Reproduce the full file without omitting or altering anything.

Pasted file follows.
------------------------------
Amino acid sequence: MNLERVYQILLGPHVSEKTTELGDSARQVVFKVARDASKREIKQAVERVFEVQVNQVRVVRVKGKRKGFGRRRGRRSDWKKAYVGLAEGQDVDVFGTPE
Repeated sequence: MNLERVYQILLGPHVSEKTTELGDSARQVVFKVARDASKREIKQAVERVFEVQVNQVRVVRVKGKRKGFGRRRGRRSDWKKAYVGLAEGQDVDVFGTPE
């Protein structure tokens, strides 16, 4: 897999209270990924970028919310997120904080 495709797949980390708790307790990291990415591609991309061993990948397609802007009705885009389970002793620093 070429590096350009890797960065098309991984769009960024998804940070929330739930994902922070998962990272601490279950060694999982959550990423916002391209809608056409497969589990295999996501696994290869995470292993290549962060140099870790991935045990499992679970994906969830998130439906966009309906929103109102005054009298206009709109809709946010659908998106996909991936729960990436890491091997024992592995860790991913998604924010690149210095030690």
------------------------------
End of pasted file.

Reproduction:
Amino acid sequence: MNLERVYQILLGPHVSEKTTELGDSARQVVFKVARDASKREIKQAVERVFEVQVNQVRVVRVKGKRKGFGRRRGRRSDWKKAYVGLAEGQDVDVFGTPE
Repeated sequence: MNLERVYQILLGPHVSEKTTELGDSARQVVFKVARDASKREIKQAVERVFEVQVNQVRVVRVKGKRKGFGRRRGRRSDWKKAYVGLAEGQDVDVFGTPE
């Protein structure tokens, strides 16, 4: 897999209270990924970028919310997120904080 495709797949980390708790307790990291990415591609991309061993990948397609802007009705885009389970002793620093 070429590096350009890797960065098309991984769009960024998804940070929330739930994902922070998962990272601490279950060694999982959550990423916002391209809608056409497969589990295999996501696994290869995470292993290549962060140099870790991935045990499992679970994906969830998130439906966009309906929103109102005054009298206009709109809709946010659908998106996909991936729960990436890491091997024992592995860790991913998604924010690149210095030690």